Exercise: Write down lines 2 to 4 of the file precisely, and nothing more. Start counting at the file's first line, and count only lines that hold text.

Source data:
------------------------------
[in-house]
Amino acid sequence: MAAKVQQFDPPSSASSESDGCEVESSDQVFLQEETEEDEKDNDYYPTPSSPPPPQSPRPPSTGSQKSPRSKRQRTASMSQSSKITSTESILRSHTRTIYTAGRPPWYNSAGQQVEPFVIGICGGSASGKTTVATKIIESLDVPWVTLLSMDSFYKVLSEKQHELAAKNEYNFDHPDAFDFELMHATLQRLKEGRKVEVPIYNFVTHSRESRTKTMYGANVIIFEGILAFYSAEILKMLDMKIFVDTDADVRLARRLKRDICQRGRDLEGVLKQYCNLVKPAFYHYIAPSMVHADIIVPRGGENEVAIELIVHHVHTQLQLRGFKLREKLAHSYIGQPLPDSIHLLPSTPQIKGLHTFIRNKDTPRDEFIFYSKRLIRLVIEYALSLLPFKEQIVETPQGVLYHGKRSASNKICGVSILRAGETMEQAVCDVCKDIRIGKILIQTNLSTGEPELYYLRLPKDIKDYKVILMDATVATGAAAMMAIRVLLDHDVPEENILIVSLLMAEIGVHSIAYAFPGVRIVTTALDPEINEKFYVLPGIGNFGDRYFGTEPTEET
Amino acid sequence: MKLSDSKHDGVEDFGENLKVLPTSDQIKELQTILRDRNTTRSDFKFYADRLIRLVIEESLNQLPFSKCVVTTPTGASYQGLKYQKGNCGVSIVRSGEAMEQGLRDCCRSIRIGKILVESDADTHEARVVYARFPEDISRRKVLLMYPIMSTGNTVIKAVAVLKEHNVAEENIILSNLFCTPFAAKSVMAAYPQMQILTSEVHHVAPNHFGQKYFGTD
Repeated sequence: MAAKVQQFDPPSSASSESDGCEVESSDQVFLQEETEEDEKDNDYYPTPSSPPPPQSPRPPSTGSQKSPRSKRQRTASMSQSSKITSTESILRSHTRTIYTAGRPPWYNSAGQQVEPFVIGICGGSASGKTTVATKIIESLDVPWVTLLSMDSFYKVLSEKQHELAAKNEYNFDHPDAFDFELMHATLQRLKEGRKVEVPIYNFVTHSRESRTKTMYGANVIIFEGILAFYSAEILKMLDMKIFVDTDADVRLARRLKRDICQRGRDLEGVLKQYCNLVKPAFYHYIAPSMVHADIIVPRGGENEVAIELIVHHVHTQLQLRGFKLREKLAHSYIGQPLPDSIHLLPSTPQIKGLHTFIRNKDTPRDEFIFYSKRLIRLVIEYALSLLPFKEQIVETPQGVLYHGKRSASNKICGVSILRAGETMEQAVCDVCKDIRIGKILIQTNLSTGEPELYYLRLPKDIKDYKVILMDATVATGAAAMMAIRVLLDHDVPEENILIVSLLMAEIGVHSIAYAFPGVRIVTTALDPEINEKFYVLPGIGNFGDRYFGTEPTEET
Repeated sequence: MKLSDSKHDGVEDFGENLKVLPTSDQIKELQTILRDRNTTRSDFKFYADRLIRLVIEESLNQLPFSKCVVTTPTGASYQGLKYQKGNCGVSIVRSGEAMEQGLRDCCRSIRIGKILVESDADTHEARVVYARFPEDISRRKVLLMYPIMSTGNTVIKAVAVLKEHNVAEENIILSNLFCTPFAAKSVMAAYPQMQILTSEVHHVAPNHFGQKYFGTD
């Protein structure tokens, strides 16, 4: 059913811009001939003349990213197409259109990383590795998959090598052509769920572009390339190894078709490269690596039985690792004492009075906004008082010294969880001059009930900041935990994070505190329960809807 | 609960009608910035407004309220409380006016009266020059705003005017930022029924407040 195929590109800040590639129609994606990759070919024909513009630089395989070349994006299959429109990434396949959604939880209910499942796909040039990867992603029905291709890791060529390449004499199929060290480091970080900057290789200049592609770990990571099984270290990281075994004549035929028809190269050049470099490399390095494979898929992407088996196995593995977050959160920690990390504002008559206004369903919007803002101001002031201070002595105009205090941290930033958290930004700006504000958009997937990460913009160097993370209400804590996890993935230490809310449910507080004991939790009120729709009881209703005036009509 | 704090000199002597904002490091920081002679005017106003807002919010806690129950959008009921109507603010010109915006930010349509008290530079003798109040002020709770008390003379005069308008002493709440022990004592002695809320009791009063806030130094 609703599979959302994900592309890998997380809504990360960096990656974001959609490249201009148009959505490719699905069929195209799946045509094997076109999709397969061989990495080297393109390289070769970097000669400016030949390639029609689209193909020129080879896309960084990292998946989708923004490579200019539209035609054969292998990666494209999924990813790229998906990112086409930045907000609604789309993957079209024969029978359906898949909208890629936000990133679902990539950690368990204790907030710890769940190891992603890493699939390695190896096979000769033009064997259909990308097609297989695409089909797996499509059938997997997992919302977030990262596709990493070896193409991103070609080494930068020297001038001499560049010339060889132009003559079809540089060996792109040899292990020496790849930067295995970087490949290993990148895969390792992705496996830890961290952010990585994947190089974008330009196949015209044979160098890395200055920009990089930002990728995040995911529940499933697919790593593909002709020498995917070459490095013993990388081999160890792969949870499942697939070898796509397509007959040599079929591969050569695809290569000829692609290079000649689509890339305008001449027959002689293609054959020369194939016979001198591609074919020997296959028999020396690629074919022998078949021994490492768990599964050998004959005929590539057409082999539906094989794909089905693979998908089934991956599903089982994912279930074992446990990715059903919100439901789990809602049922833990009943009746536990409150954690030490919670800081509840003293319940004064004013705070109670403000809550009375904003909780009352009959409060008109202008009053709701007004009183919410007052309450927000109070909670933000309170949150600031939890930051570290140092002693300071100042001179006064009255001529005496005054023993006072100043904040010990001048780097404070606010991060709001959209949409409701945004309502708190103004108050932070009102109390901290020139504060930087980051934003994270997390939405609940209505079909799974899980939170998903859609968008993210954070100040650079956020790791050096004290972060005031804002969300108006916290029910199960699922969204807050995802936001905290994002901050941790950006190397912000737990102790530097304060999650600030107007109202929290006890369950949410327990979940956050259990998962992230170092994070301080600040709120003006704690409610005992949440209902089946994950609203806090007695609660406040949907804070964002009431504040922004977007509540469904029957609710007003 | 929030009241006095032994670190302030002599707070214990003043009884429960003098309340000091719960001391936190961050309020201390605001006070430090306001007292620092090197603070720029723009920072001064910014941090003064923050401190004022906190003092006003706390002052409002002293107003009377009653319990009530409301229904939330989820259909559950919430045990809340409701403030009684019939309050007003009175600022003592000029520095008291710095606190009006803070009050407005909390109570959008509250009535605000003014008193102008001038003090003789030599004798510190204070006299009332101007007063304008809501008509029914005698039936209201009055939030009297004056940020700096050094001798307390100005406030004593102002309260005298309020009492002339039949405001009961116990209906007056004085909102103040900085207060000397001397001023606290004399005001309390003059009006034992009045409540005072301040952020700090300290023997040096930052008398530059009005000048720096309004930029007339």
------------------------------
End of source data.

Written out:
Amino acid sequence: MAAKVQQFDPPSSASSESDGCEVESSDQVFLQEETEEDEKDNDYYPTPSSPPPPQSPRPPSTGSQKSPRSKRQRTASMSQSSKITSTESILRSHTRTIYTAGRPPWYNSAGQQVEPFVIGICGGSASGKTTVATKIIESLDVPWVTLLSMDSFYKVLSEKQHELAAKNEYNFDHPDAFDFELMHATLQRLKEGRKVEVPIYNFVTHSRESRTKTMYGANVIIFEGILAFYSAEILKMLDMKIFVDTDADVRLARRLKRDICQRGRDLEGVLKQYCNLVKPAFYHYIAPSMVHADIIVPRGGENEVAIELIVHHVHTQLQLRGFKLREKLAHSYIGQPLPDSIHLLPSTPQIKGLHTFIRNKDTPRDEFIFYSKRLIRLVIEYALSLLPFKEQIVETPQGVLYHGKRSASNKICGVSILRAGETMEQAVCDVCKDIRIGKILIQTNLSTGEPELYYLRLPKDIKDYKVILMDATVATGAAAMMAIRVLLDHDVPEENILIVSLLMAEIGVHSIAYAFPGVRIVTTALDPEINEKFYVLPGIGNFGDRYFGTEPTEET
Amino acid sequence: MKLSDSKHDGVEDFGENLKVLPTSDQIKELQTILRDRNTTRSDFKFYADRLIRLVIEESLNQLPFSKCVVTTPTGASYQGLKYQKGNCGVSIVRSGEAMEQGLRDCCRSIRIGKILVESDADTHEARVVYARFPEDISRRKVLLMYPIMSTGNTVIKAVAVLKEHNVAEENIILSNLFCTPFAAKSVMAAYPQMQILTSEVHHVAPNHFGQKYFGTD
Repeated sequence: MAAKVQQFDPPSSASSESDGCEVESSDQVFLQEETEEDEKDNDYYPTPSSPPPPQSPRPPSTGSQKSPRSKRQRTASMSQSSKITSTESILRSHTRTIYTAGRPPWYNSAGQQVEPFVIGICGGSASGKTTVATKIIESLDVPWVTLLSMDSFYKVLSEKQHELAAKNEYNFDHPDAFDFELMHATLQRLKEGRKVEVPIYNFVTHSRESRTKTMYGANVIIFEGILAFYSAEILKMLDMKIFVDTDADVRLARRLKRDICQRGRDLEGVLKQYCNLVKPAFYHYIAPSMVHADIIVPRGGENEVAIELIVHHVHTQLQLRGFKLREKLAHSYIGQPLPDSIHLLPSTPQIKGLHTFIRNKDTPRDEFIFYSKRLIRLVIEYALSLLPFKEQIVETPQGVLYHGKRSASNKICGVSILRAGETMEQAVCDVCKDIRIGKILIQTNLSTGEPELYYLRLPKDIKDYKVILMDATVATGAAAMMAIRVLLDHDVPEENILIVSLLMAEIGVHSIAYAFPGVRIVTTALDPEINEKFYVLPGIGNFGDRYFGTEPTEET